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Cultural Creative Values

The best way to understand behavior and social change is to identify people’s values, their most important priorities, according to author Paul Ray.[i] Values are deeply felt and so changes happen rarely, instigated by major life changes such as going to college, having a baby, or a trauma. Groups can be understood by their different worldviews, beliefs about “how life is,” and what’s real and important. Thus, cultural differences are based on values and worldviews held by a group shared through common discussion, reading, and exposure to the same events. Drawing on hundreds of focus groups and more than 100,000 survey responses in the US, Paul Ray identified a new cultural group that’s been growing since the 1960s, the Cultural Creatives (CCs were about 35% of the US population in 2008).

Their values aren’t for the most part shaped by their demographic characteristics, although they are more likely to be female. In a 2008 survey, 27% of the people age 18 to 29 were CCs, compared to 22% over age 60. They value authenticity, spirituality, self-actualization, seeing the world as interconnected, interest in other cultures, ecology, activism, and what are called “women’s issues” such as concern for women, children and family. CCs consist of two branches, the spiritual social activist leaders at the core and the more secular greens. CCs are both inner-directed and socially conscious. They’ don’t like materialism, intolerance and inequality.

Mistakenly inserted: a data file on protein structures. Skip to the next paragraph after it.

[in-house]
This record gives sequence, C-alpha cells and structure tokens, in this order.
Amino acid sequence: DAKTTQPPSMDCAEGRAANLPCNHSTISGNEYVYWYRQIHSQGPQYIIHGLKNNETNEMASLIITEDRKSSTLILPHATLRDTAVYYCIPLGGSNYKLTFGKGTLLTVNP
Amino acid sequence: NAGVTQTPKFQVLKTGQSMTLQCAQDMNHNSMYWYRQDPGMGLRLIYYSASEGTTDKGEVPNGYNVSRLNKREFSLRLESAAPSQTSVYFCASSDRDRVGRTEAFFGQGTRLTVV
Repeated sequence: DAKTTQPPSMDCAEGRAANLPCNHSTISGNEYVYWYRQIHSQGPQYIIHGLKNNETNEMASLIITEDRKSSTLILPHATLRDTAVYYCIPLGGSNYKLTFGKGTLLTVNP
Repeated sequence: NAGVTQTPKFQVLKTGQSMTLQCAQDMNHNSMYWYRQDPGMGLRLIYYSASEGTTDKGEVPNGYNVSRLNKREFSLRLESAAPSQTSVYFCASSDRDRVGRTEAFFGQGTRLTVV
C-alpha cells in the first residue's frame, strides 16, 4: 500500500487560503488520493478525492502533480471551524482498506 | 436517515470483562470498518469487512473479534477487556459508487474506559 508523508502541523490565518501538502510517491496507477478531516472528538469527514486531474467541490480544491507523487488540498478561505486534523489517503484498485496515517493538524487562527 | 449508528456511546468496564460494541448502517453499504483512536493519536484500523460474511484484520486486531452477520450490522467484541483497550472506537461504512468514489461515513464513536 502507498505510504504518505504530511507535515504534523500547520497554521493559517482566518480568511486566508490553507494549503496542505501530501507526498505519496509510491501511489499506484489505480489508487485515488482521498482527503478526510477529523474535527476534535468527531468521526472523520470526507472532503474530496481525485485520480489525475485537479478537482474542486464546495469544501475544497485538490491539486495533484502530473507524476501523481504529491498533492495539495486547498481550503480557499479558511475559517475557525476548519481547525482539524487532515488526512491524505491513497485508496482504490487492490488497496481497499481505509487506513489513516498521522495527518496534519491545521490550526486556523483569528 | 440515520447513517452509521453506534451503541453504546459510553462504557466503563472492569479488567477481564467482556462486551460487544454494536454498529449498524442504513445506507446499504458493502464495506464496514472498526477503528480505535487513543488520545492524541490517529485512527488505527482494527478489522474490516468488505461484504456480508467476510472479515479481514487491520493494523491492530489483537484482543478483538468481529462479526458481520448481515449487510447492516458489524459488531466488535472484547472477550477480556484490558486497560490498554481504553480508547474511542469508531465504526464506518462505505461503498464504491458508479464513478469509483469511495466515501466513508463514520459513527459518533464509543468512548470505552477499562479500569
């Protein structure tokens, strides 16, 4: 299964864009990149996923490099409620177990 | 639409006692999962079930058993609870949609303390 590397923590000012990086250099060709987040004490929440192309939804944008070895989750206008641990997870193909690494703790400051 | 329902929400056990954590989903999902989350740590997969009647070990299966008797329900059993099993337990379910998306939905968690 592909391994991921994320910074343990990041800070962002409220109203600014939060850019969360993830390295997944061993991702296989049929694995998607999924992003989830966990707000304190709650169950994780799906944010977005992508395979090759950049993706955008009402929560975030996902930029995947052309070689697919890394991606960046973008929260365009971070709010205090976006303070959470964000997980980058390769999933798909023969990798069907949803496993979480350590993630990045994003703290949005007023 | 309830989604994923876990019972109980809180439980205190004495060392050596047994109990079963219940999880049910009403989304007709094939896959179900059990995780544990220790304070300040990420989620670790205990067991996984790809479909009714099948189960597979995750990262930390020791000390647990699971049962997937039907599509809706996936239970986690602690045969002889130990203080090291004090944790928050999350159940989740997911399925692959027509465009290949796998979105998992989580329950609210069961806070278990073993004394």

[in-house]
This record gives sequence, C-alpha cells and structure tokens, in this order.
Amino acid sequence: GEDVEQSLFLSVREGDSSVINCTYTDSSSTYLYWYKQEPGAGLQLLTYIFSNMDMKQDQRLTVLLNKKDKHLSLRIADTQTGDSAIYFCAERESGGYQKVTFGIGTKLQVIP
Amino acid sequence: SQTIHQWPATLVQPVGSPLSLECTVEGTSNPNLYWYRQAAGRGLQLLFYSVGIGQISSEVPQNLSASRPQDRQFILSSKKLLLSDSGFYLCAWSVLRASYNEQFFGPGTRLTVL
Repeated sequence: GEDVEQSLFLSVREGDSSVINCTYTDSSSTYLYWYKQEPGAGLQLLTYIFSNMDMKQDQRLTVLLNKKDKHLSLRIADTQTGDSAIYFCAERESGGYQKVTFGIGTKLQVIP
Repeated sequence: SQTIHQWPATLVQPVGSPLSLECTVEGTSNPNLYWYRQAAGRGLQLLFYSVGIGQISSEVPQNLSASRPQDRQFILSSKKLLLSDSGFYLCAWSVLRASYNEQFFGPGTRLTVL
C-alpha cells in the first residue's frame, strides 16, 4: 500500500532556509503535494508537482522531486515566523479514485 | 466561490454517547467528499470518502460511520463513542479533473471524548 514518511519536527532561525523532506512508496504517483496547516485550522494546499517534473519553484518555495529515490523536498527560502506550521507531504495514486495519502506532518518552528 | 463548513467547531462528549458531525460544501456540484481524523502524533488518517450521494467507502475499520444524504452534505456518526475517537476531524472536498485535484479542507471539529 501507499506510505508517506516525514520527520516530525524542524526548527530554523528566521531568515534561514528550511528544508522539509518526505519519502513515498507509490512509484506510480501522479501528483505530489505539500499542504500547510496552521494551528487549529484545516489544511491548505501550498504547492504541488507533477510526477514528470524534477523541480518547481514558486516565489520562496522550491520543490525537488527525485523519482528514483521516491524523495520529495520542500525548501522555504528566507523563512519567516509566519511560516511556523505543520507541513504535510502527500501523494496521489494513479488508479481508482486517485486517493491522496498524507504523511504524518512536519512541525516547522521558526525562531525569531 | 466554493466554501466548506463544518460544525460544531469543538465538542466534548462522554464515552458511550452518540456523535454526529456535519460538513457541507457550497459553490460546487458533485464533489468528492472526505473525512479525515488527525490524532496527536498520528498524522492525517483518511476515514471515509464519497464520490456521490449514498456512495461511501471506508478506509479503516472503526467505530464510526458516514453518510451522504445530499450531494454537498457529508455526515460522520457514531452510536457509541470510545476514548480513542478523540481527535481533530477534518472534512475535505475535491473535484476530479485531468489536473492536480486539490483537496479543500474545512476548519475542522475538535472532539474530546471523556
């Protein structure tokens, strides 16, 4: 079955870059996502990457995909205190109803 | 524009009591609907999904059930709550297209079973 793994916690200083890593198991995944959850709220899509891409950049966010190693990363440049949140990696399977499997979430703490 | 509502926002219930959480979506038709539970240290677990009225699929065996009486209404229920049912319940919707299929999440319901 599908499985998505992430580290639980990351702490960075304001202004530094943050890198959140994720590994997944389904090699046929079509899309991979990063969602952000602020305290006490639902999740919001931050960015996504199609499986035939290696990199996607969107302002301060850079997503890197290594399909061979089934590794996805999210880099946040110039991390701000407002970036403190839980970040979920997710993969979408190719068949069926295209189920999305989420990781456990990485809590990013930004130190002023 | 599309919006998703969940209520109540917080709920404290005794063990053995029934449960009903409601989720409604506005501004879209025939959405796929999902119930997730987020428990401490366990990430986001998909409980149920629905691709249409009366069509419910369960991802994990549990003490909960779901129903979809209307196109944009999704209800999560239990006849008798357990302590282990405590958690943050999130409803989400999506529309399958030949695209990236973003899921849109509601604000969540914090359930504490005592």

Older cultural groups are the conservative Traditionalists (their views date back to the 19th century) and the progressive Modernists (dominated the 20th century) who have a scientific worldview and believe in the neoliberal free market and financial success. Ray finds the same three categories in Western Europe and Japan, with again the CCs around one-third of the population, according to surveys by different researchers. Their values are more similar to CCs in other countries than to Traditionalists or Modernists in their own countries, creating what Ray calls a “trans-modern” culture.

[i] Paul Ray, “the Potential for a New, Emerging Culture in the US,” 2008.


Paul Ray and Sherry Anderson. The Cultural Creatives: How 50 Million People are Changing the World. Harmony Books, 2000.



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